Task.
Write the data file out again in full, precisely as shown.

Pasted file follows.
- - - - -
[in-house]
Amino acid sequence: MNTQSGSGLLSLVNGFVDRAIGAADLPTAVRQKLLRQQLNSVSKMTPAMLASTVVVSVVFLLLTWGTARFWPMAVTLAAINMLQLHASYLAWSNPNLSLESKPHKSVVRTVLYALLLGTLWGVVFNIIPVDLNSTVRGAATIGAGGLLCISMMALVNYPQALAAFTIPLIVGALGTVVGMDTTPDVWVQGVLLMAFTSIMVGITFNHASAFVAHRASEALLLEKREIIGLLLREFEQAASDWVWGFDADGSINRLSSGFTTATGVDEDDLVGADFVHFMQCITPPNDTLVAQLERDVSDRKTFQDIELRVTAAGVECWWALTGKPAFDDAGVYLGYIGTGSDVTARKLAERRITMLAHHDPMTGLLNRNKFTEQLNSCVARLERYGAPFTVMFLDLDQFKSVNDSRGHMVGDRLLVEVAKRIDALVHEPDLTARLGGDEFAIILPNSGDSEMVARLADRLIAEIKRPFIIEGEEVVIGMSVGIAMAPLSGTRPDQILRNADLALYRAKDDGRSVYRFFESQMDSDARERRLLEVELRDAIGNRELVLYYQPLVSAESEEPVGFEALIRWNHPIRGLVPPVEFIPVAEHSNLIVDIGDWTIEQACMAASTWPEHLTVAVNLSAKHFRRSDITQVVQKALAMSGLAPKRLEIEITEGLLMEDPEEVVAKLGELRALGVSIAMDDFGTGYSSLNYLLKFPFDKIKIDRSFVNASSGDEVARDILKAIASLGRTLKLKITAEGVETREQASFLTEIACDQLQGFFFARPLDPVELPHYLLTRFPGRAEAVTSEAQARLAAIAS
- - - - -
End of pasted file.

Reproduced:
[in-house]
Amino acid sequence: MNTQSGSGLLSLVNGFVDRAIGAADLPTAVRQKLLRQQLNSVSKMTPAMLASTVVVSVVFLLLTWGTARFWPMAVTLAAINMLQLHASYLAWSNPNLSLESKPHKSVVRTVLYALLLGTLWGVVFNIIPVDLNSTVRGAATIGAGGLLCISMMALVNYPQALAAFTIPLIVGALGTVVGMDTTPDVWVQGVLLMAFTSIMVGITFNHASAFVAHRASEALLLEKREIIGLLLREFEQAASDWVWGFDADGSINRLSSGFTTATGVDEDDLVGADFVHFMQCITPPNDTLVAQLERDVSDRKTFQDIELRVTAAGVECWWALTGKPAFDDAGVYLGYIGTGSDVTARKLAERRITMLAHHDPMTGLLNRNKFTEQLNSCVARLERYGAPFTVMFLDLDQFKSVNDSRGHMVGDRLLVEVAKRIDALVHEPDLTARLGGDEFAIILPNSGDSEMVARLADRLIAEIKRPFIIEGEEVVIGMSVGIAMAPLSGTRPDQILRNADLALYRAKDDGRSVYRFFESQMDSDARERRLLEVELRDAIGNRELVLYYQPLVSAESEEPVGFEALIRWNHPIRGLVPPVEFIPVAEHSNLIVDIGDWTIEQACMAASTWPEHLTVAVNLSAKHFRRSDITQVVQKALAMSGLAPKRLEIEITEGLLMEDPEEVVAKLGELRALGVSIAMDDFGTGYSSLNYLLKFPFDKIKIDRSFVNASSGDEVARDILKAIASLGRTLKLKITAEGVETREQASFLTEIACDQLQGFFFARPLDPVELPHYLLTRFPGRAEAVTSEAQARLAAIAS